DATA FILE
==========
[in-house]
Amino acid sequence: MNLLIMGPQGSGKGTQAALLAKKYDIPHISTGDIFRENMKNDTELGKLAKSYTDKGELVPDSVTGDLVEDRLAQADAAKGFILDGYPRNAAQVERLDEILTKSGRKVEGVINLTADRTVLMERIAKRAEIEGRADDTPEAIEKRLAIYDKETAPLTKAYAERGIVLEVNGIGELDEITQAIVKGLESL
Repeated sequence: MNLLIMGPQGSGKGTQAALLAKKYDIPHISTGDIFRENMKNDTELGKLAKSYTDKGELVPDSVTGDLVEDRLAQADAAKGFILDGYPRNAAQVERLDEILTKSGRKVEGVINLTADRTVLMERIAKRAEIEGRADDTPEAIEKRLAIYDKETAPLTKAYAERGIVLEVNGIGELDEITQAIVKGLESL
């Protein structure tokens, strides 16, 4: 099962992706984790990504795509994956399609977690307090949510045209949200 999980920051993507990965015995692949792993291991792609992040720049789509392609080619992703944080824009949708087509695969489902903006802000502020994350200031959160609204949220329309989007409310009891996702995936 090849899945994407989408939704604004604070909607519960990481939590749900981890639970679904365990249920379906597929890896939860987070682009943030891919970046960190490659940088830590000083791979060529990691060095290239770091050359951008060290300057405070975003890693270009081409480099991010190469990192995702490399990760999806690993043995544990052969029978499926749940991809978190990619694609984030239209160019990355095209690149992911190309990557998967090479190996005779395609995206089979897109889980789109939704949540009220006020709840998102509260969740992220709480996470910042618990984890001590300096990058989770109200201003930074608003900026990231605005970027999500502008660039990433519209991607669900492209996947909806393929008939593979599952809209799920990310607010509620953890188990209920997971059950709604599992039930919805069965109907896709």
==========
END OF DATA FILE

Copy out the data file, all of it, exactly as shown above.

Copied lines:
[in-house]
Amino acid sequence: MNLLIMGPQGSGKGTQAALLAKKYDIPHISTGDIFRENMKNDTELGKLAKSYTDKGELVPDSVTGDLVEDRLAQADAAKGFILDGYPRNAAQVERLDEILTKSGRKVEGVINLTADRTVLMERIAKRAEIEGRADDTPEAIEKRLAIYDKETAPLTKAYAERGIVLEVNGIGELDEITQAIVKGLESL
Repeated sequence: MNLLIMGPQGSGKGTQAALLAKKYDIPHISTGDIFRENMKNDTELGKLAKSYTDKGELVPDSVTGDLVEDRLAQADAAKGFILDGYPRNAAQVERLDEILTKSGRKVEGVINLTADRTVLMERIAKRAEIEGRADDTPEAIEKRLAIYDKETAPLTKAYAERGIVLEVNGIGELDEITQAIVKGLESL
């Protein structure tokens, strides 16, 4: 099962992706984790990504795509994956399609977690307090949510045209949200 999980920051993507990965015995692949792993291991792609992040720049789509392609080619992703944080824009949708087509695969489902903006802000502020994350200031959160609204949220329309989007409310009891996702995936 090849899945994407989408939704604004604070909607519960990481939590749900981890639970679904365990249920379906597929890896939860987070682009943030891919970046960190490659940088830590000083791979060529990691060095290239770091050359951008060290300057405070975003890693270009081409480099991010190469990192995702490399990760999806690993043995544990052969029978499926749940991809978190990619694609984030239209160019990355095209690149992911190309990557998967090479190996005779395609995206089979897109889980789109939704949540009220006020709840998102509260969740992220709480996470910042618990984890001590300096990058989770109200201003930074608003900026990231605005970027999500502008660039990433519209991607669900492209996947909806393929008939593979599952809209799920990310607010509620953890188990209920997971059950709604599992039930919805069965109907896709």